The United States Department of Commerce plans to issue an order on Friday that will bar people in the US from downloading Chinese-owned messaging app WeChat and video-sharing app TikTok starting from September 20, three officials have told Reuters News Agency.
The officials said the ban on new US downloads of TikTok could be still rescinded by President Donald Trump before it takes effect late on Sunday as TikTok owner ByteDance races to clinch an agreement over the fate of its US operations.
ByteDance has been in talks with Oracle Corp and others to create a new company, TikTok Global, that aims to address US concerns about the security of its users’ data. ByteDance still needs Trump’s approval to stave off a US ban.
The commerce department order will “deplatform” the two apps in the United States and bar Apple Inc’s app store, Alphabet Inc’s Google Play and others from offering the apps on any platform “that can be reached from within the United States,” a senior department official told Reuters.
The officials spoke on condition of anonymity because the announcement had not yet been made public.
The order will not ban US companies from doing businesses on WeChat outside the United States, which will be welcome news to US firms like Walmart and Starbucks that use WeChat’s embedded “mini-app” programs to facilitate transactions and engage consumers in China.
The order will not bar transactions with WeChat owner Tencent Holdings’ other businesses, including its online gaming operations, and will not ban Apple, Google or others from offering TikTok or WeChat apps anywhere outside the US.
The bans are in response to a pair of executive orders issued by Trump on August 6 that gave the Department of Commerce 45 days to determine what transactions to block from the apps he deemed pose a national security threat. That deadline expires on Sunday.
Commerce department officials said they were taking the extraordinary step because of the risks the apps’ data collection poses. China and the companies have denied US user data is collected for spying.
In a statement to Reuters, Commerce Secretary Wilbur Ross said: “… we have taken significant action to combat China’s malicious collection of American citizens’ personal data, while promoting our national values, democratic rules-based norms, and aggressive enforcement of US laws and regulations.”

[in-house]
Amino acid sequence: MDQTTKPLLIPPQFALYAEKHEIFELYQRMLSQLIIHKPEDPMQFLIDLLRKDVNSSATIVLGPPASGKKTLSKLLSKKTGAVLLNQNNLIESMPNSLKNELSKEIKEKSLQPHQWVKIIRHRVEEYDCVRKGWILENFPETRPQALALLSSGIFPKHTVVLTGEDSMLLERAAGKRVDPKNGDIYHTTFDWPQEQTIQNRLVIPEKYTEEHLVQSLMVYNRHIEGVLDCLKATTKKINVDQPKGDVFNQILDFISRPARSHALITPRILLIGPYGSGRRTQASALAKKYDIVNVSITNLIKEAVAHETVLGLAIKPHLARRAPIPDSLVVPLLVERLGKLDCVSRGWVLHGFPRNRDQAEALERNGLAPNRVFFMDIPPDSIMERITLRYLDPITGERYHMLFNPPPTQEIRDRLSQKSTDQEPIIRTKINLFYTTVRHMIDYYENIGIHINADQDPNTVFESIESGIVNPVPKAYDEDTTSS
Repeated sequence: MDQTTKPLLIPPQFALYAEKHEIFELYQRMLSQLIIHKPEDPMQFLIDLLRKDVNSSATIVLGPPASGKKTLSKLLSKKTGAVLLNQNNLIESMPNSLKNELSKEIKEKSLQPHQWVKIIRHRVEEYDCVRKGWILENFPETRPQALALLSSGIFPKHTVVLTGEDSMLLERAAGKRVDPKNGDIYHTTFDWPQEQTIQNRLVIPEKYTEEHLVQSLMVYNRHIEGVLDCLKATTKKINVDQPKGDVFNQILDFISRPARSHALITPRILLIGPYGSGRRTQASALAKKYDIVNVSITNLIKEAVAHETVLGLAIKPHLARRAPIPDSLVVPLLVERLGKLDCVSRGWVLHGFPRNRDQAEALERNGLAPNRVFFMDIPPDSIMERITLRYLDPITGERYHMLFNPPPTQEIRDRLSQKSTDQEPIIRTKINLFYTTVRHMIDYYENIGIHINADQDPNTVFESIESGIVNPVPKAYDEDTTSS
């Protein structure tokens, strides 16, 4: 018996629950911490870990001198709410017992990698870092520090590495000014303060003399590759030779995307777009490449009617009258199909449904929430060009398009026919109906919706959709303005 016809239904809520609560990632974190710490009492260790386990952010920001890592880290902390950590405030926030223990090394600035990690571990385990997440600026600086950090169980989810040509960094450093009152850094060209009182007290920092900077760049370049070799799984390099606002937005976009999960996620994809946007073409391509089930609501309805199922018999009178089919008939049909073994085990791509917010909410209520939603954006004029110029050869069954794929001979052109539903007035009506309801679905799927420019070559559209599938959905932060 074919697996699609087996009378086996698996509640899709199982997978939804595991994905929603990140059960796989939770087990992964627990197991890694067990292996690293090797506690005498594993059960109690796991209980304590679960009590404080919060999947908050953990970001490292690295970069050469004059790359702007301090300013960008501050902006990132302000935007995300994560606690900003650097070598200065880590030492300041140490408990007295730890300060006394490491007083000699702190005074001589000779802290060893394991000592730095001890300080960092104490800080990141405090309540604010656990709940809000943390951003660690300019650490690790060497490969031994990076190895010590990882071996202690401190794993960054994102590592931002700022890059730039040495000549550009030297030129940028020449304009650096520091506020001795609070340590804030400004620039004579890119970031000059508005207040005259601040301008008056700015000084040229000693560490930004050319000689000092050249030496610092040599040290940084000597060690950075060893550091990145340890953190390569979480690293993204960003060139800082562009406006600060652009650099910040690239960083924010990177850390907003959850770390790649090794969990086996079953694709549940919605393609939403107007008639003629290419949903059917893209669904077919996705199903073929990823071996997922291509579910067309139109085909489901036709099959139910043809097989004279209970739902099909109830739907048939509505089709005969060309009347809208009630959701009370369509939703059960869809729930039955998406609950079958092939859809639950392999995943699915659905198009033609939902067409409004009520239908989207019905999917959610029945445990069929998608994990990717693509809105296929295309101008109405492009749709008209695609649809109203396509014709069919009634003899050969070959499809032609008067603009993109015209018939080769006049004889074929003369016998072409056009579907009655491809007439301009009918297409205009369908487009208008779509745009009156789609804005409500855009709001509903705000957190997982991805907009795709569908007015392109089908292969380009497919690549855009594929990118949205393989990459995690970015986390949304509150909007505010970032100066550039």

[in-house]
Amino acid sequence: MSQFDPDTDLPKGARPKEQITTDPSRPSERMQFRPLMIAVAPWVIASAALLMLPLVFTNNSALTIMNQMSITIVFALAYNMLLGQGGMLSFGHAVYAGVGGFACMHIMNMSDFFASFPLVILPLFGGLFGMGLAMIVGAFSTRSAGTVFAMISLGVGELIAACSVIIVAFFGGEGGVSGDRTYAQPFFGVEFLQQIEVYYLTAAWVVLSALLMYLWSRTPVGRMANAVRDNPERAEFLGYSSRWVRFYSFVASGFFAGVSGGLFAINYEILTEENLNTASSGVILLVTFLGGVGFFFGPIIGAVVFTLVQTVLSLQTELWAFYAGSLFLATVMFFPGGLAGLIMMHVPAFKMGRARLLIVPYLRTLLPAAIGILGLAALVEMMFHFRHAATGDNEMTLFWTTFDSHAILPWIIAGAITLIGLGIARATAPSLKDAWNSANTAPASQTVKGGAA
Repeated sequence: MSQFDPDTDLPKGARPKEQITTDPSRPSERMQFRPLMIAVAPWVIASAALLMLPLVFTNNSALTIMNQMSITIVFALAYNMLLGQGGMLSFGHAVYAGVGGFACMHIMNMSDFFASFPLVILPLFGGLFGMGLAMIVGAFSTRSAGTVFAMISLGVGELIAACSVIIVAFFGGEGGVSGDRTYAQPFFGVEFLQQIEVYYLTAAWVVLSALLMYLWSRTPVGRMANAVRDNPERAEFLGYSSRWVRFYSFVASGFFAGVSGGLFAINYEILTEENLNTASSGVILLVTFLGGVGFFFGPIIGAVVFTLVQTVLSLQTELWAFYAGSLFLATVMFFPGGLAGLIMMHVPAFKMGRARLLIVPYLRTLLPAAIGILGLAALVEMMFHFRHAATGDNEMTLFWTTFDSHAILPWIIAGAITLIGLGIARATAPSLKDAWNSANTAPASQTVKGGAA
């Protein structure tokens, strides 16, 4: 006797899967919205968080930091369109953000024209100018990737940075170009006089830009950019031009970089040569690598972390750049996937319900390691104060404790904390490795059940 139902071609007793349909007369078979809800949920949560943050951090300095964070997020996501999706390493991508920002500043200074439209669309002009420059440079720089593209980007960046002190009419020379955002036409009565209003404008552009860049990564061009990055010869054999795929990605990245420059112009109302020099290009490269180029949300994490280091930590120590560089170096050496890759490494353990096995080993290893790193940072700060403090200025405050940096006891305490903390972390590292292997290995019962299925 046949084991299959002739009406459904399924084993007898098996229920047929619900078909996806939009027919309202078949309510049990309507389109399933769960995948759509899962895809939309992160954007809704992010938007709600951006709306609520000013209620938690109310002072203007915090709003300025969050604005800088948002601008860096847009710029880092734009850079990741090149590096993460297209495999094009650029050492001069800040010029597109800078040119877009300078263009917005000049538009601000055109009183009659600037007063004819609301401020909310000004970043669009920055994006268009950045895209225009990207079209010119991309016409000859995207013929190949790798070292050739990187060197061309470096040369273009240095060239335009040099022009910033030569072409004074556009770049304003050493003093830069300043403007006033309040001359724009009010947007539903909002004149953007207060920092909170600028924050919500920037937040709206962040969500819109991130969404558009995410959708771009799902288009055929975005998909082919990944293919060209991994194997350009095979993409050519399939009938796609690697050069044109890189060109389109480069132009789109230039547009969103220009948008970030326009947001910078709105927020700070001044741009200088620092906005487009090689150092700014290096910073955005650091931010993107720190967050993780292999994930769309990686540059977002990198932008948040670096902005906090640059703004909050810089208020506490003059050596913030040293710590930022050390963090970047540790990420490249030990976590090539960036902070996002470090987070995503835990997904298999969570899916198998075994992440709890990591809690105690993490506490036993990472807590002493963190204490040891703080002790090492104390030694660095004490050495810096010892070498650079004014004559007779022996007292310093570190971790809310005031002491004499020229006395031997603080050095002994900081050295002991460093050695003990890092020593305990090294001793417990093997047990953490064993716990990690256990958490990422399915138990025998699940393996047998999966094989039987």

The order is set to be published at 8:45am EDT (12:45 GMT) on Friday, the officials said.
The Trump administration has ramped up efforts to purge “untrusted” Chinese apps from US digital networks and has called TikTok and WeChat “significant threats”.
TikTok has 100 million users in the US and is especially popular among younger Americans.
WeChat has had an average of 19 million daily active users in the US, analytics firm Apptopia said in early August. It is popular among Chinese students, expatriates and some Americans who have personal or business relationships in China.
WeChat is an all-in-one mobile app that combines services similar to Facebook, WhatsApp, Instagram and Venmo. The app is an essential part of daily life for many in China and boasts more than one billion users.
The Department of Commerce will not seek to compel people in the US to remove the apps or stop using them but will not allow updates or new downloads. “We are aiming at a top corporate level. We’re not going to go out after the individual users,” one department official said.
Over time, officials said, the lack of updates will degrade the apps’ usability.
“The expectation is that people will find alternative ways to do these actions,” a senior official said. “We expect the market to act and there will be more secure apps that will fill in these gaps that Americans can trust and that the United States government won’t have to take similar actions against.”
Commerce is also barring additional technical transactions with WeChat starting on Sunday that will significantly reduce the usability and functionality of the app in the US.
The order bars data hosting within the US for WeChat, content delivery services and networks that can increase functionality and internet transit or peering services.
“What immediately is going to happen is users are going to experience a lag or lack of functionality,” a senior department official said of WeChat users. “It may still be useable but it is not going to be as functional as it was.” There may be sporadic outages as well, the official said.
Commerce will bar the same set of technical transactions for TikTok, but that will not take effect until November 12 to give the company additional time to see if ByteDance can reach a deal for its US operations. The official said TikTok US users would not see “a major difference” in the app’s performance until November 12.
The department will not penalise people who use TikTok or WeChat in the US. The order does not bar data storage within the US for WeChat or TikTok.
Some Americans may find workarounds. There is nothing that would bar an American from travelling to a foreign country and downloading either app, or potentially using a virtual private network and a desktop client, officials conceded.